💡 idea: good Makefile interface = important development tool
Today at the office my coworker asked why my UI tests ran so fast.
me: we can run them async now. coworker: really? me: yep. just use this command. coworker: oh. didn't know we had that command.
✅ lesson #1: without an interface, automation tools don’t get used
Here’s how I imagine the interaction between the
README.md and its neighbors:
x x x x x x Makefile x xxxxxxxxxxxxxxxxx x README.md x xxxxxxxxxxxxxxxxxxxxxxxx x source code x xxxxxxxxxxxxxxxxxxxxxxxxxxxxxx
- source code: the actual implementation
README.MD: how to build, operational details (where to get help, open issues) meta (why does this project exist?)
Makefile: commands to pull the levers I would conceivably need to pull in order to perform normal interactions with the app
README is typically used for day-1 items (how to I get this thing up and running?) and more meta concerns (why should I use this package in the first place?)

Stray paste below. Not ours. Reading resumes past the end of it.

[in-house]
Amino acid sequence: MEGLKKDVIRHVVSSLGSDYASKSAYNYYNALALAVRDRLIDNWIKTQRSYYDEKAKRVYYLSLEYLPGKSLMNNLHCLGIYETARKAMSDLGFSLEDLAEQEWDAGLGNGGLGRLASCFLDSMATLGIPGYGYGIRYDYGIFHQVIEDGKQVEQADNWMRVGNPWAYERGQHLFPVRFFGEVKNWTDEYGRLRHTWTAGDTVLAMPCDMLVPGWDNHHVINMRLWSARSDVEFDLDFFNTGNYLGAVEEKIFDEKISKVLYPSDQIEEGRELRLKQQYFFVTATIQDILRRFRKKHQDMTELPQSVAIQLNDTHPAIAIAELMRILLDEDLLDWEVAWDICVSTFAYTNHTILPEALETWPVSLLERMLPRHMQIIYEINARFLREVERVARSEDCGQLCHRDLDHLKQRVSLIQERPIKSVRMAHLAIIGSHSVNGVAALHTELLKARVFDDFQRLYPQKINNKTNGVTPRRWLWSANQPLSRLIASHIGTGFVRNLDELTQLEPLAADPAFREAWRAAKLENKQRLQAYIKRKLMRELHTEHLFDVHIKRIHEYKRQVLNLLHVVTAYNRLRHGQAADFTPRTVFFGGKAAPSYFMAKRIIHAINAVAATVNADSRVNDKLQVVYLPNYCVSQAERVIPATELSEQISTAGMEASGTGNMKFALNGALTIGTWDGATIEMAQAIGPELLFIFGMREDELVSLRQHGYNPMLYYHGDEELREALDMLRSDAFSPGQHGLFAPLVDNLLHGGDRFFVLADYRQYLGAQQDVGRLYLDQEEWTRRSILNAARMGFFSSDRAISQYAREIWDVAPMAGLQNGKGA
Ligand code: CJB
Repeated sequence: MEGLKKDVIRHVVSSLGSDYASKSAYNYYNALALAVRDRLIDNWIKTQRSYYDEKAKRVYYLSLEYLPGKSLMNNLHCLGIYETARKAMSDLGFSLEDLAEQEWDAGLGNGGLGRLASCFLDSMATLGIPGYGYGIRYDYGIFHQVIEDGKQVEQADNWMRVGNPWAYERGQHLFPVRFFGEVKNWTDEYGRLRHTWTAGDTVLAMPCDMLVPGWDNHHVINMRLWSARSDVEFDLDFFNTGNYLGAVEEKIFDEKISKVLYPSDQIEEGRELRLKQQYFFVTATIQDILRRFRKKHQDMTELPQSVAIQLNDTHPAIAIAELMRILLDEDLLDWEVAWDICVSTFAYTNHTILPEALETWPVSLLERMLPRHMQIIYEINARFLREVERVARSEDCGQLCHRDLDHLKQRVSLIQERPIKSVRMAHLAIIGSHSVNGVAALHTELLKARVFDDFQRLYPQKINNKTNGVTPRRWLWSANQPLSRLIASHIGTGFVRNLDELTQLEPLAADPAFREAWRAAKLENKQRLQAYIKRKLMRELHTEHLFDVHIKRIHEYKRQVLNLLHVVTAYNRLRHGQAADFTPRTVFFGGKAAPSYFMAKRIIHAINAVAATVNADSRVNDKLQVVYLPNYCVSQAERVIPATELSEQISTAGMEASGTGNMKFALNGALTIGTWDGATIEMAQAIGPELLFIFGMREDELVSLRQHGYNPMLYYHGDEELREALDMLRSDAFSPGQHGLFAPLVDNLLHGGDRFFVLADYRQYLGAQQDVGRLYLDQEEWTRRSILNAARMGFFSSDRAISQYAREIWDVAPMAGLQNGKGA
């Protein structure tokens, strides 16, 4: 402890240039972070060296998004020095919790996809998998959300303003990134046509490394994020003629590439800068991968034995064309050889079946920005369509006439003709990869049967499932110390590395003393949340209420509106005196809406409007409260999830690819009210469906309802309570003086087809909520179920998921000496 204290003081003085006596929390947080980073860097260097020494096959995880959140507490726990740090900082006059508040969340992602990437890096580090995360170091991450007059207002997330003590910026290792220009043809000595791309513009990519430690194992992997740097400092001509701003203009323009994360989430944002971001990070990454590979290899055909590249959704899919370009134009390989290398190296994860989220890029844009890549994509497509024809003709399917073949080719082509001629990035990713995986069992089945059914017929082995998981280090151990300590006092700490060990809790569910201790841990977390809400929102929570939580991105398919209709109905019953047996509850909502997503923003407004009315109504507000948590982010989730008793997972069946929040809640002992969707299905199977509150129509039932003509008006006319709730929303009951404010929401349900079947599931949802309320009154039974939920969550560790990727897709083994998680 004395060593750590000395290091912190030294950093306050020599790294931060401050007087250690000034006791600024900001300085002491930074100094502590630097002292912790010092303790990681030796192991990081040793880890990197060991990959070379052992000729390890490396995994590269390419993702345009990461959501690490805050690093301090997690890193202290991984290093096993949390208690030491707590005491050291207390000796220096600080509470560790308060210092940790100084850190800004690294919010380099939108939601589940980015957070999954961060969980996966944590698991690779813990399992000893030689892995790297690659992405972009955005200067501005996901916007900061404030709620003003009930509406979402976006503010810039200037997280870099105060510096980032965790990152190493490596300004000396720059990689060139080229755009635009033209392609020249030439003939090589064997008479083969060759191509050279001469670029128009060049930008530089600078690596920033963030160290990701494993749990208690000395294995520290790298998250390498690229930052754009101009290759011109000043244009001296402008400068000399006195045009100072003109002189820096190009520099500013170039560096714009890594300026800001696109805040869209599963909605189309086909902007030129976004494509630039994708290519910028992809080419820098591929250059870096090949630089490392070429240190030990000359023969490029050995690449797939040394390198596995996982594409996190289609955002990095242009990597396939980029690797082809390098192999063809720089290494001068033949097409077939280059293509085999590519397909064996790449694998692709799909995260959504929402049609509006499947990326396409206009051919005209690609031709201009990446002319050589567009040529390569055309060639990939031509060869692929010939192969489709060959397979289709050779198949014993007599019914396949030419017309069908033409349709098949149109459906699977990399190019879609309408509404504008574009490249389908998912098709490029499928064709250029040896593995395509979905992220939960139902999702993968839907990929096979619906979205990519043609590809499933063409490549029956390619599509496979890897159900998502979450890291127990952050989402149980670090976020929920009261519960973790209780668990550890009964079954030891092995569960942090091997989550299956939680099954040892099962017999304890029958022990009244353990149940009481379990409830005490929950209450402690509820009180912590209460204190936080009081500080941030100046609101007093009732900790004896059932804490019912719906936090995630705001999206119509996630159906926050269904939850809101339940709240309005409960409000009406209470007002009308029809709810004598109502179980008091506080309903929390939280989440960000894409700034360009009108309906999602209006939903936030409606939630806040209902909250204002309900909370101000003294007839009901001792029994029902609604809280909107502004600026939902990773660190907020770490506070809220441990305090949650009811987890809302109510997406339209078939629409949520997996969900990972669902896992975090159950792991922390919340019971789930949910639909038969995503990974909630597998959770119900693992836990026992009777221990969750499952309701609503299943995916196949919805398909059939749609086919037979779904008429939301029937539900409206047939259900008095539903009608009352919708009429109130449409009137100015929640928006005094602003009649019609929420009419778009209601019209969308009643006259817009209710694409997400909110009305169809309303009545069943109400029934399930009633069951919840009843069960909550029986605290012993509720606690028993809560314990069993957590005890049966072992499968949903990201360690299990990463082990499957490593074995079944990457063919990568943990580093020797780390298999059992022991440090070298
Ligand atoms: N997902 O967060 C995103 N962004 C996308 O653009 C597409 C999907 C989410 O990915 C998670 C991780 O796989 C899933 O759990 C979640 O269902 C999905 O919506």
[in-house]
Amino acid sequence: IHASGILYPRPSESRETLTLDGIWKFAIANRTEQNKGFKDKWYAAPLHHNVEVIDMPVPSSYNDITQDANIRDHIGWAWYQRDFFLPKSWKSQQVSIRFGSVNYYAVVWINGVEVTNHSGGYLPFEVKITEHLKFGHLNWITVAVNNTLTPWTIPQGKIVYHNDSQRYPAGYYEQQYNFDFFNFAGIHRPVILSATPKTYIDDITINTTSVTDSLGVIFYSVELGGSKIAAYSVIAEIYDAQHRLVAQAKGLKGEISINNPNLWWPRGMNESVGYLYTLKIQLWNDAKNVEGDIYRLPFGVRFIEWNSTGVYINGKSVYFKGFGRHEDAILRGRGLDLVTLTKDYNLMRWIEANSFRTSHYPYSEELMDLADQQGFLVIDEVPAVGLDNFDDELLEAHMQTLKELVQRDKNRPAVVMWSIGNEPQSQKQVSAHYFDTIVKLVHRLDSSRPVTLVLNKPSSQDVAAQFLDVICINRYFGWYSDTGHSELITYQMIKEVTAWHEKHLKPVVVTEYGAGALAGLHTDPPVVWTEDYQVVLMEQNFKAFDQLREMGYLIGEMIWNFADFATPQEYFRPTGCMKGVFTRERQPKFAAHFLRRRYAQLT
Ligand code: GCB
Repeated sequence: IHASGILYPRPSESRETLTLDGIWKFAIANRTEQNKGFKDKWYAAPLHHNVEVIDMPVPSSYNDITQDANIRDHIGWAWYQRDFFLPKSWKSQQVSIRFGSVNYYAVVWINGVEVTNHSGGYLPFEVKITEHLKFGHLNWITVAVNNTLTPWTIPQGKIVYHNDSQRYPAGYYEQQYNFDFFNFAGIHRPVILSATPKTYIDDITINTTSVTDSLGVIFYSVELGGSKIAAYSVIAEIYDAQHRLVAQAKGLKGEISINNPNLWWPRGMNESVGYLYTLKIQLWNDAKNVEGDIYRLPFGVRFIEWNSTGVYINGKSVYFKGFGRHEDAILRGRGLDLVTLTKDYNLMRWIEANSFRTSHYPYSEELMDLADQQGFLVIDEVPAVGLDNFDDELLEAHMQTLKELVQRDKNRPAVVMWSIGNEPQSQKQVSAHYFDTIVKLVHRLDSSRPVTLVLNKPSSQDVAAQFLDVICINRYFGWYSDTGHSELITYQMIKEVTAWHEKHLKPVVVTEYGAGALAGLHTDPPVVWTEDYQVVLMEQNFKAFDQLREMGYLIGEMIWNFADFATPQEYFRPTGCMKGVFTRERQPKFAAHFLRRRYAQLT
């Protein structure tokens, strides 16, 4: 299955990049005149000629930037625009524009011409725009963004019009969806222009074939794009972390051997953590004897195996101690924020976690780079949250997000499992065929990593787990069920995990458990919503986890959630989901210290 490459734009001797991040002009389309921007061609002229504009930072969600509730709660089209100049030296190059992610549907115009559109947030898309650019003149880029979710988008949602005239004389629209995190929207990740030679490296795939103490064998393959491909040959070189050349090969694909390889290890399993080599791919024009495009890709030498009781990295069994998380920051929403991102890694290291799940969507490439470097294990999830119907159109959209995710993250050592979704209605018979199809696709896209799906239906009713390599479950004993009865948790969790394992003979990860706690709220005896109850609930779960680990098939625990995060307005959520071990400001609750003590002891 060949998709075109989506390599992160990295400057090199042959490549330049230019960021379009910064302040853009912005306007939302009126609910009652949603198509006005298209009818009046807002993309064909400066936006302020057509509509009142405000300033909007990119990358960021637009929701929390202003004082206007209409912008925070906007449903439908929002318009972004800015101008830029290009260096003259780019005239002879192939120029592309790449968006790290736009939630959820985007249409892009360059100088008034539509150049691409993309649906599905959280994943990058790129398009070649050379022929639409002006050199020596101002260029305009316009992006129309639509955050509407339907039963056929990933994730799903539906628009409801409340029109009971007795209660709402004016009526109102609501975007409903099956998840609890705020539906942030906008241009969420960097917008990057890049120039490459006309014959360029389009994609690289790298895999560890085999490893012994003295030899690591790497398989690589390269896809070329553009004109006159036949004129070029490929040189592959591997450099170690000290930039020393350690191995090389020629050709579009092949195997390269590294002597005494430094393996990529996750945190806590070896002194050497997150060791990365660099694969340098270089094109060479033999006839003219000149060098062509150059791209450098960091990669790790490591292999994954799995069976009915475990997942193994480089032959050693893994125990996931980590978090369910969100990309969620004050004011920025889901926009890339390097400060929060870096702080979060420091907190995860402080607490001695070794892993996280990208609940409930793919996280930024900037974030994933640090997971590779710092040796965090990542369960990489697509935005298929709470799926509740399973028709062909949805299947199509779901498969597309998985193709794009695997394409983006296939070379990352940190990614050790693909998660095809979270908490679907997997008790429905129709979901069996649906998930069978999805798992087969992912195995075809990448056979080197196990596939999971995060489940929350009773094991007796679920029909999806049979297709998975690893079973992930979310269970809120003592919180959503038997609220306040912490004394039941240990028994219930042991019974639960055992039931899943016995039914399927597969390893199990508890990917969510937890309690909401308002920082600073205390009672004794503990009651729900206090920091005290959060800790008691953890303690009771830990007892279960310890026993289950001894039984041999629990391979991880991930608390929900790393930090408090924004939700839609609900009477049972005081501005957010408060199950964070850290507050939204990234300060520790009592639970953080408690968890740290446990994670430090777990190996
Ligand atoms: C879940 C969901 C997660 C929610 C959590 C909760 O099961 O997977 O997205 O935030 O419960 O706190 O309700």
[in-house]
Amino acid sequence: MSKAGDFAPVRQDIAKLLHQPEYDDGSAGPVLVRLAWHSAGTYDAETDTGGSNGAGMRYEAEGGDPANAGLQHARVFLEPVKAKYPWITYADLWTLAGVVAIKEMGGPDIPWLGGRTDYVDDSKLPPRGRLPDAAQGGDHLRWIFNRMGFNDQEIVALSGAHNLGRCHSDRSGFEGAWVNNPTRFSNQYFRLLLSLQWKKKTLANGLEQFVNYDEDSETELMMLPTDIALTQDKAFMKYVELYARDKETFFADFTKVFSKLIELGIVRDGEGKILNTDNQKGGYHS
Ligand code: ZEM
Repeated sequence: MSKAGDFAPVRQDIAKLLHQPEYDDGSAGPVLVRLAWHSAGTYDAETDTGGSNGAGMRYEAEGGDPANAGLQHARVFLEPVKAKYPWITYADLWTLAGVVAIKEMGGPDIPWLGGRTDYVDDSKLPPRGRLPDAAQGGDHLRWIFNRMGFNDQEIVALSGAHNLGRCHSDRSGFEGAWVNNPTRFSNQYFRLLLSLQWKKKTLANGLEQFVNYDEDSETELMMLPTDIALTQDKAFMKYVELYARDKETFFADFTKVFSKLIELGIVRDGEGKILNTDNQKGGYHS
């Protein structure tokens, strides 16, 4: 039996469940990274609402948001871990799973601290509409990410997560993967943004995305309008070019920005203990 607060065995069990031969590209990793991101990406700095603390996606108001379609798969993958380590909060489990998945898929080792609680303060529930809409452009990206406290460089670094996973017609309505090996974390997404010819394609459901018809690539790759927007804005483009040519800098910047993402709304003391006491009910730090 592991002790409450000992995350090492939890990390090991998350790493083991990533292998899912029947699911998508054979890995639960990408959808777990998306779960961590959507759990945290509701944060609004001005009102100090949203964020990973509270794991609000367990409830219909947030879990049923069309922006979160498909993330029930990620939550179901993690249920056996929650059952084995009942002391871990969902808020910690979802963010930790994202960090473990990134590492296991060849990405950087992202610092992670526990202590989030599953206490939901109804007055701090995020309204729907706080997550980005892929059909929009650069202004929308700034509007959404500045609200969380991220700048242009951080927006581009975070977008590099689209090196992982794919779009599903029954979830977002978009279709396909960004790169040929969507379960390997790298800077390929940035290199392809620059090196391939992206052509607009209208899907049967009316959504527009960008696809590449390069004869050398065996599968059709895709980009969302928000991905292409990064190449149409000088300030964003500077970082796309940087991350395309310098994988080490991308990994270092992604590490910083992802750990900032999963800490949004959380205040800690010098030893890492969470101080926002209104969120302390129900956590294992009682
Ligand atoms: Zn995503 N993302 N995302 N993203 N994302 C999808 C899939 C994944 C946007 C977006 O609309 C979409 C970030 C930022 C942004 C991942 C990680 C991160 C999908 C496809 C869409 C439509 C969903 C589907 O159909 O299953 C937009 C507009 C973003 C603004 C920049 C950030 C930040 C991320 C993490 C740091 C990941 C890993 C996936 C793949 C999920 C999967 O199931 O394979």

As a result, the
README rots quickly unless you’re onboarding new devs very frequently.
If you want to keep track of how to use your project on a daily basis, the best option I’ve found is to use a
✅ lesson #2: have a
Back to my coworker.
Why didn’t he just look at the
Makefile had a bad user interface.
Here’s an interaction with a typical
targetName: long cryptic cmd --mystery_arg='foo' --hmm_whats_this && do_this_too
Even if you understand each command perfectly, you may not understand the context of when/why you’d run it.
✅ lesson #3: don’t let your
Makefile user interface suck!
Now, the fun part: a solution!
Just add a short table of contents:
# Makefile help: @echo @echo "📊 CODE QUALITY" @echo @echo "lint: lint using flake8" @echo "test: run unit tests, view basic coverage report in terminal" @echo "cov: view HTML coverage report in browser" @echo @echo "📦 DEPENDENCIES" @echo @echo "pipfr: freeze dependencies into requirements.txt" @echo "pipin: install dependencies from requirements.txt" @echo "piprs: remove any installed pkg *not* in requirements.txt" @echo
Then, next time you need to recall a workflow, just run
📊 CODE QUALITY lint: lint using flake8 test: run unit tests, view basic coverage report in terminal cov: view HTML coverage report in browser 📦 DEPENDENCIES pipfr: freeze dependencies into requirements.txt pipin: install dependencies from requirements.txt piprs: remove any installed pkg *not* in requirements.txt
This is what I’ve done lately and it’s been working for me.